But the big island is really about the volcanoes. Start with a trip to Hawaii Volcanoes National Park, home of the Kilauea volcano, the most active on earth. Be mesmerized by the on-going activity and lava flows from past eruptions. Next head to the summit of Mauna Kea. Measured from it’s base in the sea floor to it’s peak it is the tallest summit in the world. The star-gazing is mind blowing and you can learn more than you thought you needed to know at the Onizuka Center for International Astronomy visitors center.
Kauai is most often referred to as the Garden Isle, a lush fantasy of vegetation and one of the most beautiful places in the world. The reason for all this green is because it also boasts the wettest place in the world, Mt. Waialeale. This does not deter ardent fans and the visuals are unparalleled as you hike and explore this stunning place.
As gorgeous as the island is, the best of Kauai is seen from the air. Many of her most attractive vistas are inaccessible by land or sea and helicopter and scenic air tours are a must. Although some parts of Waimea Canyon, the largest canyon in the Pacific, are accessible on land, to truly experience this breathtaking wonder a flight over the scenery that made the movie Jurassic Park famous is the way to go.
Lanai has a reputation for remote luxury. The place to go for those seeking isolation. The place where Bill Gates spent some of his honeymoon. Those facts remain, however the true charm of Lanai is the ability to get away from it all while in close proximity to the comforts you expect.
Lanai is about contrasts. Hiking on the island is wonderful, ranging from the hot, tropical beach eco-system to the often chilly high peaks. Delicious cuisine can be found at the world-famous Nobu at the Four Seasons, or equally as good at the hole in the wall Poke shacks at the market. The scenery ranges from the kaleidoscope colors at Polihua Beach to the stark rock formations at the Garden of the Gods. In spite of it’s size, you may never get bored with Lanai.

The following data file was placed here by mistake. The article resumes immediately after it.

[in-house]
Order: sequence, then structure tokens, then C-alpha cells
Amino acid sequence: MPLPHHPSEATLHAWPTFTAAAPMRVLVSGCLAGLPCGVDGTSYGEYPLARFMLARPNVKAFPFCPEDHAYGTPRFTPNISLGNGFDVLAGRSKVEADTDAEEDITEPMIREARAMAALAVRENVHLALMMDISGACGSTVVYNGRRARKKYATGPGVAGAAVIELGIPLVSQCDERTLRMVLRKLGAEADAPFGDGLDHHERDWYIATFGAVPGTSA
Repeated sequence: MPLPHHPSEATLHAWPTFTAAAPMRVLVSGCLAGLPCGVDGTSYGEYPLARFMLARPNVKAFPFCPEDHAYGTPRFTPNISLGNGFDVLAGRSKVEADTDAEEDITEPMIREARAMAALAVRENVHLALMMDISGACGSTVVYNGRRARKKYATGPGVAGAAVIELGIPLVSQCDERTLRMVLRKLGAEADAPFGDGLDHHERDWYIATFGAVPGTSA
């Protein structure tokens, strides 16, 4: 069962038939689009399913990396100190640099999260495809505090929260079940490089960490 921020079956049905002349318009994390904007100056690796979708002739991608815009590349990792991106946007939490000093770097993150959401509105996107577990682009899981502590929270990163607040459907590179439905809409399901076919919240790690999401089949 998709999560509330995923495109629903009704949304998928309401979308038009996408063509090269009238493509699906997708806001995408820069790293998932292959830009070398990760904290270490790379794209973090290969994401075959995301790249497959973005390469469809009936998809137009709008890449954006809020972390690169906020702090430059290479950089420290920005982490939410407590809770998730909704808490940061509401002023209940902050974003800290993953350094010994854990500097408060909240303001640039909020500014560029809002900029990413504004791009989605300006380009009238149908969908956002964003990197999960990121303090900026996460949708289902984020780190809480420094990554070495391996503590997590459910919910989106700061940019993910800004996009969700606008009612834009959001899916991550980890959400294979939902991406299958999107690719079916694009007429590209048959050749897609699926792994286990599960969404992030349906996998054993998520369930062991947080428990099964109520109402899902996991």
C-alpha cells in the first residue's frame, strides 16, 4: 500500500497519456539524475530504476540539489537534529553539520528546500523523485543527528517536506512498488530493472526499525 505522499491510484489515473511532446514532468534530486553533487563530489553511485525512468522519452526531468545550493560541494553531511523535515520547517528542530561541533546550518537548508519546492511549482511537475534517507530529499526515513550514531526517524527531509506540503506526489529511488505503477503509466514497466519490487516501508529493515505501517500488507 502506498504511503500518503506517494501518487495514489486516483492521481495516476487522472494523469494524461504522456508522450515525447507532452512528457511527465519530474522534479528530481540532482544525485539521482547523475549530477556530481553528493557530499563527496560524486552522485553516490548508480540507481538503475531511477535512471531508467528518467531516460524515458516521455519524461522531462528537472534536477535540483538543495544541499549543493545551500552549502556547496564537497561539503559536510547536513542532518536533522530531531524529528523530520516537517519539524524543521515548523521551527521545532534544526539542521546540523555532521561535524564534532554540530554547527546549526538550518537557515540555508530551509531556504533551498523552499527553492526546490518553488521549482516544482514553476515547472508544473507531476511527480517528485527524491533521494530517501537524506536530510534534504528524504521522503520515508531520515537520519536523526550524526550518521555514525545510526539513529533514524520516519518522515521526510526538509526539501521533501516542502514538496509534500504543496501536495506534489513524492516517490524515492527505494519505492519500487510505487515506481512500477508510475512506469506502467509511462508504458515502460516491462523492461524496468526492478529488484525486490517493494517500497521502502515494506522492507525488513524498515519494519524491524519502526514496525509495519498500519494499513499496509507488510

The slow food movement has evolved into the slow travel movement as well. Molokai may very well have her day in the sun as travelers of today look for more experiences than simply lounging on a beautiful beach all day. Kalaupapa National Historic Park is a former leper colony set below towering cliffs. The highlight, checking out the park on the 1700foot descent down the world’s tallest sea cliffs on a mule.
The usual water sports should be on the agenda but truly, the best thing to do on Molokai is very little. Visit Coffees of Hawaii and grab a brew and a seat with the locals, rent a car knowing the island is far too small to get lost, and simply relish in taking the time to stop and smell the flowers, or perhaps coffee roasting in this case.
Perhaps this is the year to find your own best Hawaiian island. Choose an island from the list above that seems most appealing to you and hop on a jet plane today!